“Man Battle Stations Torpedo. I say again, man … man Battle Stations Torpedo. That … that is all.”

She flinched at the harsh
click
of the PA shutting off. Torpedo launch? Against who? There wasn’t an enemy out there, wasn’t anyone at all except for …

“No,” she said. “
No
.”

She’d disabled the sub’s ability to escape; she hadn’t disabled its ability to
fight
.

Escape. They were coming for her … she had to escape.

Candice held her severed arm close to her chest, her right shoulder shrugged up almost to her ear. She moved down the passageway, waiting for each step to bring one of her tormentors running.

If she could get to the forward escape trunk hatch that led to the dry deck shelter, if she could get into one of the SEIE suits, then she could make it to the surface. The dry deck shelter was amidships, just aft of the control room
and attack center. To reach it, she would have to walk through the crew’s mess, past all the dead bodies.

And some of them, she knew, weren’t
all the way
dead.

Candice felt a vibration under her feet: the torpedo tubes flooding, the final step before launch. Only seconds until Mark 48 ADCAPs shot out at fifty-five knots, heading for ships that had no idea what was coming.

She walked into the darkness of the crew’s mess. An aisle ran down the center. Small, four-person booths lined either side. In those booths, she could make out lumpy shadows, the still forms of corpses, the crimson shade of dried blood.

This was where they had tried to bring her.

A dim light filtered in from up ahead, shone down from the open, overhead escape trunk hatch.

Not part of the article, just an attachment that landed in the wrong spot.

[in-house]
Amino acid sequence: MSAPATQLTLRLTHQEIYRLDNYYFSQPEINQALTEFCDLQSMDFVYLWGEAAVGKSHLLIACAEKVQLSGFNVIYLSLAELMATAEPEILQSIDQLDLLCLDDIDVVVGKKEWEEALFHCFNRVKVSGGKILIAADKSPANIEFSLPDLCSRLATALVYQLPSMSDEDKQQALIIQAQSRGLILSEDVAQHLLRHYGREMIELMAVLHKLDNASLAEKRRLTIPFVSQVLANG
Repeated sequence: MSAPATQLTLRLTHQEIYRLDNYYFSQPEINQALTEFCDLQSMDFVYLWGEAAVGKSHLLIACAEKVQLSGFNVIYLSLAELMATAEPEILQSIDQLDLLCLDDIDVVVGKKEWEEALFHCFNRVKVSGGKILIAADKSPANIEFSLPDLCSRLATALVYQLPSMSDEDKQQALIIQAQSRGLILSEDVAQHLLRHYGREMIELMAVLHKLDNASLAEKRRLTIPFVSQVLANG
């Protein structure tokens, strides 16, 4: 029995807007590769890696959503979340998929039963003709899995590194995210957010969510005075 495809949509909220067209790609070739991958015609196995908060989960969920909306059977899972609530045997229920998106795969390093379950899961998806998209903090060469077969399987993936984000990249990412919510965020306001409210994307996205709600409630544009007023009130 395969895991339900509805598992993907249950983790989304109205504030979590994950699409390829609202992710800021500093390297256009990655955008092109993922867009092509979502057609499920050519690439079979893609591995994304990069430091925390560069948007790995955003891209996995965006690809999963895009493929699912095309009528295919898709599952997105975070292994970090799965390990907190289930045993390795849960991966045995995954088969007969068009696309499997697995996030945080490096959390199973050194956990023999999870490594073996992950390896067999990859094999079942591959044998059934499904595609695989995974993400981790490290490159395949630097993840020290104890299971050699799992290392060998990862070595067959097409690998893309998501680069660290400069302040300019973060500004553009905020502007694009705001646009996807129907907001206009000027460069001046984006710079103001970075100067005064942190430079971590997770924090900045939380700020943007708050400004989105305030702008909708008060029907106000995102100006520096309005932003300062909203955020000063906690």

Her eyes adjusted enough to make out something on the ground just in front of her.

A severed head.

And she recognized it: Bobby Biltmore, an ensign from Kansas.

Congrats, Bobby — at least you’re actually dead
.

She stepped over the head and kept moving through the aisle, waiting for one of the corpses to rise up and grab her, pull her under a table, do to her what they’d done to the others.

The smell of rot, fighting for dominance against the scent of her own cooked flesh.

Only a few more feet to go. The shadows seemed to move, to take shape and reach out for her. Her hand tightened on the pistol’s grip, squeezed hard enough to somehow force back the scream building in her chest and throat.

Candice Walker felt another vibration.

Fish in the water
 … torpedo launch. The targets wouldn’t just sit there, they would fire back. That meant the
Los Angeles
only had minutes to live.

She focused on the light ahead. A ladder led up to the escape trunk hatch. The ladder usually hung from brackets on an adjacent bulkhead — someone had connected it.

Candice reached the ladder and started up, her only hand holding the gun, using her elbow and smoldering stump to keep her balance as exhausted legs pushed her higher.